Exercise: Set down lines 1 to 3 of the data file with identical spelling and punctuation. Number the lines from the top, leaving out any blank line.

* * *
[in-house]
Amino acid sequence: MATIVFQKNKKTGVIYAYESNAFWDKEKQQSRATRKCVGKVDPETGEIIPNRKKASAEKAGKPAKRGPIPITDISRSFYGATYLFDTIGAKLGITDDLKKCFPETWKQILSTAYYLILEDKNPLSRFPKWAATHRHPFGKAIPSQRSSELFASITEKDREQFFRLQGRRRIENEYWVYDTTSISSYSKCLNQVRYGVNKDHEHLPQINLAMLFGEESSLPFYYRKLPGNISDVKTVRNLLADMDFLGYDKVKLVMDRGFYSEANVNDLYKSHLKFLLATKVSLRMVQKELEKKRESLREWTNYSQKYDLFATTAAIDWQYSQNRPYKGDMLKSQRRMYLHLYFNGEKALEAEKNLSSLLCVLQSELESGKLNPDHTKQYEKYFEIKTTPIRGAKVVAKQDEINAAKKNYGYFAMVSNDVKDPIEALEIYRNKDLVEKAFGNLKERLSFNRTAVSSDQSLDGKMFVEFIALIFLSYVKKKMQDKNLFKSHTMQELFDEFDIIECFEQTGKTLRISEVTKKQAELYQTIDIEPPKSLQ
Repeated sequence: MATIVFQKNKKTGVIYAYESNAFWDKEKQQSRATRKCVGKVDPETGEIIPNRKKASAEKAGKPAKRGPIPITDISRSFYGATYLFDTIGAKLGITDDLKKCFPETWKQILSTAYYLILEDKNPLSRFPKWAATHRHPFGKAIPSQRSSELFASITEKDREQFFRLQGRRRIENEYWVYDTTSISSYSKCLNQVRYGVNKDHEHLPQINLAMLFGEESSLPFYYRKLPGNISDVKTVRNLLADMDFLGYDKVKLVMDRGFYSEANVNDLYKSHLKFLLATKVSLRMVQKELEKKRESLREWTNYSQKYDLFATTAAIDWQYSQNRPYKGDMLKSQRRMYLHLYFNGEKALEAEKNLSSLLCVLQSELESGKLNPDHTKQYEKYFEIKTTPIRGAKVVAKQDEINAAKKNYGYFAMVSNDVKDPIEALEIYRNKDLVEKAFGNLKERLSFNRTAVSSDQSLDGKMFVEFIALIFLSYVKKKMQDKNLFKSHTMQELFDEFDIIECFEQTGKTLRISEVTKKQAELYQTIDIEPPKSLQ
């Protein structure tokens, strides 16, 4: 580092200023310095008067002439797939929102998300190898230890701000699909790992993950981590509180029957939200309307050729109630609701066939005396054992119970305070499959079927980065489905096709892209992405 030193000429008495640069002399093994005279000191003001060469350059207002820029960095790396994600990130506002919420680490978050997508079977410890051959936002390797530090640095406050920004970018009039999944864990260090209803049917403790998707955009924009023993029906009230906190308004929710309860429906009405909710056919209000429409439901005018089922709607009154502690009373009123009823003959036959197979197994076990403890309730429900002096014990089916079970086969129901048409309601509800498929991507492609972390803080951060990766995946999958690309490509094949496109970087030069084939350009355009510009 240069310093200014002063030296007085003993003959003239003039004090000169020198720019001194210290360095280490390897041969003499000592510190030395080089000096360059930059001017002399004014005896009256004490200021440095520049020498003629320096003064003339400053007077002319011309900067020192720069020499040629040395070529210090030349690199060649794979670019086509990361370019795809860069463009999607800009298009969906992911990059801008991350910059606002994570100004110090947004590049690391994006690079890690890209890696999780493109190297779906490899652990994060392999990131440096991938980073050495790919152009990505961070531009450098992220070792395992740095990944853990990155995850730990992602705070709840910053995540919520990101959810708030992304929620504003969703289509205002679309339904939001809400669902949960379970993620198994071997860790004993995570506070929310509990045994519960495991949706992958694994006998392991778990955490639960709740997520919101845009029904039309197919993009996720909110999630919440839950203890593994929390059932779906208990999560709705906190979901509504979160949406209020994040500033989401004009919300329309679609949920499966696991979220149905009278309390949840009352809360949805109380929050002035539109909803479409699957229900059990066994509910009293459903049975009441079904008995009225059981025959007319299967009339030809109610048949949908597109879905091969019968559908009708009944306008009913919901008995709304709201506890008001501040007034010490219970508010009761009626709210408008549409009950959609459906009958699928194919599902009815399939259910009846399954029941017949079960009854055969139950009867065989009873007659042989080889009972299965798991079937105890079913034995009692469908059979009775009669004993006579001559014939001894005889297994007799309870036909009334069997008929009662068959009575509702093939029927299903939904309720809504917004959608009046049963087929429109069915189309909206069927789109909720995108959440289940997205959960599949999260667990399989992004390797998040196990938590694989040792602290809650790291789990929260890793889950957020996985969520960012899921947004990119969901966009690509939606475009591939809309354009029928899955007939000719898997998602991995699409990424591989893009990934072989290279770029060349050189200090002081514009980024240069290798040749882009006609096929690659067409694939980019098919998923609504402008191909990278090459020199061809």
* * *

[in-house]
Amino acid sequence: MATIVFQKNKKTGVIYAYESNAFWDKEKQQSRATRKCVGKVDPETGEIIPNRKKASAEKAGKPAKRGPIPITDISRSFYGATYLFDTIGAKLGITDDLKKCFPETWKQILSTAYYLILEDKNPLSRFPKWAATHRHPFGKAIPSQRSSELFASITEKDREQFFRLQGRRRIENEYWVYDTTSISSYSKCLNQVRYGVNKDHEHLPQINLAMLFGEESSLPFYYRKLPGNISDVKTVRNLLADMDFLGYDKVKLVMDRGFYSEANVNDLYKSHLKFLLATKVSLRMVQKELEKKRESLREWTNYSQKYDLFATTAAIDWQYSQNRPYKGDMLKSQRRMYLHLYFNGEKALEAEKNLSSLLCVLQSELESGKLNPDHTKQYEKYFEIKTTPIRGAKVVAKQDEINAAKKNYGYFAMVSNDVKDPIEALEIYRNKDLVEKAFGNLKERLSFNRTAVSSDQSLDGKMFVEFIALIFLSYVKKKMQDKNLFKSHTMQELFDEFDIIECFEQTGKTLRISEVTKKQAELYQTIDIEPPKSLQ
Repeated sequence: MATIVFQKNKKTGVIYAYESNAFWDKEKQQSRATRKCVGKVDPETGEIIPNRKKASAEKAGKPAKRGPIPITDISRSFYGATYLFDTIGAKLGITDDLKKCFPETWKQILSTAYYLILEDKNPLSRFPKWAATHRHPFGKAIPSQRSSELFASITEKDREQFFRLQGRRRIENEYWVYDTTSISSYSKCLNQVRYGVNKDHEHLPQINLAMLFGEESSLPFYYRKLPGNISDVKTVRNLLADMDFLGYDKVKLVMDRGFYSEANVNDLYKSHLKFLLATKVSLRMVQKELEKKRESLREWTNYSQKYDLFATTAAIDWQYSQNRPYKGDMLKSQRRMYLHLYFNGEKALEAEKNLSSLLCVLQSELESGKLNPDHTKQYEKYFEIKTTPIRGAKVVAKQDEINAAKKNYGYFAMVSNDVKDPIEALEIYRNKDLVEKAFGNLKERLSFNRTAVSSDQSLDGKMFVEFIALIFLSYVKKKMQDKNLFKSHTMQELFDEFDIIECFEQTGKTLRISEVTKKQAELYQTIDIEPPKSLQ